The Startle Reflex and Why Babies Do It

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Newborns come into the world as defenseless creatures totally dependent on their parents for protection. Yet they are also born with the ability to respond to loud, potentially threatening sounds. This response is called the startle response. This alternative name for the reflex comes from the German pediatrician Ernst Moro. The Moro reflex is just one of several involuntary movements in newborns.

What It Looks Like

If you want to see the startle reflex in action simply observe newborns when they feel as if they might fall down or when they hear an unsettling or loud noise, such as a dog barking or a door shutting. This involuntary reflex will usually happen right away in response to stimuli.

When newborns are exposed to startling environmental stimuli, they will instinctively extend their arms and legs, open their fingers and arch their backs. Then, newborns will clench their fists and pull their arms to their chests. Babies exposed to loud noises may also cry, as parents know well.

Invisible Effects

The startle reflex doesn't end with this reaction, however. Babies who hear loud sounds may also experience effects their parents can’t see, such as an increased heartbeat or heavy breathing. Some babies are more sensitive than others.

For sensitive babies, even a light touch may bring on the startle reflex at times. This isn't necessarily a bad thing, but it does alert parents to the fact that their little one may be particularly sensitive to sensory input.

What If Your Baby Rarely Startles?

Most parents will observe the moro reflex accidentally, as loud noises are sometimes unavoidable, especially if you have pets and other children in the home. However, parents should never intentionally startle their child to see if the newborn has the reflex.

Also, parents should not be concerned if babies don’t perform the startle reflex in response to every loud noise—but they should do it sometimes. This doesn't indicate there's a problem with the baby. The child simply may not startle easily or may do so in a subtle manner.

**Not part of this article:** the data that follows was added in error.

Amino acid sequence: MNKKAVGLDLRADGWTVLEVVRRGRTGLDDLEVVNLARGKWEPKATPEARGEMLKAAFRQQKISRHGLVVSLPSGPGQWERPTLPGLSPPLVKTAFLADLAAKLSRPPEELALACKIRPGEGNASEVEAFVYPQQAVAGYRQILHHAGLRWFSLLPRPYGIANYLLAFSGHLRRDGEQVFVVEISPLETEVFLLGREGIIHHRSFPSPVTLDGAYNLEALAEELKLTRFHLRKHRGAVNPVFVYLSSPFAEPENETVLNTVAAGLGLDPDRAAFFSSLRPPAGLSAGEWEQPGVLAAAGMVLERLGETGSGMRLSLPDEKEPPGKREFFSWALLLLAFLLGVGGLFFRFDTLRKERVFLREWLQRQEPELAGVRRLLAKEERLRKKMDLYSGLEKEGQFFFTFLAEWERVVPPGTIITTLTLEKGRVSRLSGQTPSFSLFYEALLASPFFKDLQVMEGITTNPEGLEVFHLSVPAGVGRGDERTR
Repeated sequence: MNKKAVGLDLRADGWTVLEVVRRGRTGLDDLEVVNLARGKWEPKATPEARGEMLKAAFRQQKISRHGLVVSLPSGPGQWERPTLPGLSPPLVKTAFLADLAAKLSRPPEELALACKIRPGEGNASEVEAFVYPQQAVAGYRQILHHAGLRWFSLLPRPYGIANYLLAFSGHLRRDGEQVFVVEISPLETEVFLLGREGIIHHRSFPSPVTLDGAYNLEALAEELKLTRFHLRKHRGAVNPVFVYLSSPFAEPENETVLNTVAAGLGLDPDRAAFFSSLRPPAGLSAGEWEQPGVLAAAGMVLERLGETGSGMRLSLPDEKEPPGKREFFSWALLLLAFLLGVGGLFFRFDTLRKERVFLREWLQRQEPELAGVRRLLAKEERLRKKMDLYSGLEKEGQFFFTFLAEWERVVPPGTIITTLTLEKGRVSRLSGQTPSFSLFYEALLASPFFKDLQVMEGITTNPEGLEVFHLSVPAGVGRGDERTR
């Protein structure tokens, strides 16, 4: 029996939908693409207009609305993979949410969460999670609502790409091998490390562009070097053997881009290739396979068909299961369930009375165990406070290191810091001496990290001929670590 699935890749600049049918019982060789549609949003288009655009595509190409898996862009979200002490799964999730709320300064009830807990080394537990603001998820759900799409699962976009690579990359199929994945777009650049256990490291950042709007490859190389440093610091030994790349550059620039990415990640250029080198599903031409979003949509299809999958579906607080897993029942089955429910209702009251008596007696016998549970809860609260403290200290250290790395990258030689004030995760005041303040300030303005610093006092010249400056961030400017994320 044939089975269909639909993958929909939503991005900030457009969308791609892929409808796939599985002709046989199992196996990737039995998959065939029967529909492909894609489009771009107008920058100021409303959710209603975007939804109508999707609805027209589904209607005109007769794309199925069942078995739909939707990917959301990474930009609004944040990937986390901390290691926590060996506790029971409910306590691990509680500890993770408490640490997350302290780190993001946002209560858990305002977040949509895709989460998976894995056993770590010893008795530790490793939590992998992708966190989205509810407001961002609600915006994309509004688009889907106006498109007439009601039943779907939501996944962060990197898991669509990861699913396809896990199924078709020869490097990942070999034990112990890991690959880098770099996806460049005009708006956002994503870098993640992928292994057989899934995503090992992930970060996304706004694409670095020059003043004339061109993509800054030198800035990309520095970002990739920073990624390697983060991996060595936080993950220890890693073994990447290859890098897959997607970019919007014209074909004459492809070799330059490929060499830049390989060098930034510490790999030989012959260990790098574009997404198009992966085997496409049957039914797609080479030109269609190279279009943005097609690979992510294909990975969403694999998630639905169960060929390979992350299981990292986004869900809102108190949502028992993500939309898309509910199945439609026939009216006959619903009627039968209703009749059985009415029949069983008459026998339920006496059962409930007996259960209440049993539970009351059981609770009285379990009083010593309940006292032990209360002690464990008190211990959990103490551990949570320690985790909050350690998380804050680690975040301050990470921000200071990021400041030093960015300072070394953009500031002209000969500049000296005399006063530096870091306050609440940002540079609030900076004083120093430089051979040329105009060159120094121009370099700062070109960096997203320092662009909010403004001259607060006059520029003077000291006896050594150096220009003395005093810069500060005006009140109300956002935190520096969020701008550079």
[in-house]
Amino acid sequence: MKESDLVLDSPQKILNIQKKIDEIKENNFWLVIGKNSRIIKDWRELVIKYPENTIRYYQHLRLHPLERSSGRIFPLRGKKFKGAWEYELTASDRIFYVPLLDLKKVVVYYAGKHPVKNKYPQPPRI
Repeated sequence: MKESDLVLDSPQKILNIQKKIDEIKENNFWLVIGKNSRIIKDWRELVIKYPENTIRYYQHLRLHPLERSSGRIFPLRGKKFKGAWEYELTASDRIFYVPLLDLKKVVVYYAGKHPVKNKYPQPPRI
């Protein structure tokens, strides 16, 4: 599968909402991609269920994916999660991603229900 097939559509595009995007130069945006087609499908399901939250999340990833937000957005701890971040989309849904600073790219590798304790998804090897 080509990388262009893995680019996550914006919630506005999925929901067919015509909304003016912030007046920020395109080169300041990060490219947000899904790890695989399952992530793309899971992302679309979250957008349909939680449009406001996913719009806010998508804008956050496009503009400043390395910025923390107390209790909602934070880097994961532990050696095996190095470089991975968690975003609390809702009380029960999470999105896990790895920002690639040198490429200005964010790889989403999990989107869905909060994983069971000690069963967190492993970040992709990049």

If your baby never startles, you should contact your health care provider. This could be a sign that something is wrong with your child’s neurological system. Or you might not be observing your baby as carefully as you think you are. A pediatrician should be able to determine if a baby's startle reflex is off.

When It Disappears

Parents should note that the startle reflex disappears when babies reach about 3 to 6 months of age. It's important to know that the startle reflex is not normal in older children or adults. If it is present, it could be a sign of a neurological issue.

A Word From Verywell

The startle reflex is one of many involuntary movements babies have upon entering the world. These instinctive movements have helped babies bond to family members and get the love and care they need for millennia.

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Article Sources
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  1. Rousseau PV, Matton F, Lecuyer R, Lahaye W. The Moro reaction: More than a reflex, a ritualized behavior of nonverbal communication. Infant Behav Dev. 2017;46:169-177. doi:10.1016/j.infbeh.2017.01.004

  2. Quevedo K, Smith T, Donzella B, Schunk E, Gunnar M. The startle response: developmental effects and a paradigm for children and adults. Dev Psychobiol. 2010;52(1):78–89. doi:10.1002/dev.20415

  3. The Cleveland Clinic. Pregnancy: Newborn Behavior. Cleveland, Ohio: The Cleveland Clinic 2020

  4. Newborn Reflexes and Behavior. Leawood, Kansas: American Academy of Family Physicians 2020

  5. MamaNatural. The Moro Reflex: Understanding Why Your Baby Gets Startled. By Genevieve Howland. May 24, 2019. MamaNatural 2020

Additional Reading
  • US National Library of Medicine. Medline Plus. Moro reflex. Updated March 4, 2020. Bethesda, Md.: U.S. National Library of Medicine U.S. Department of Health and Human Services National Institutes of Health 2020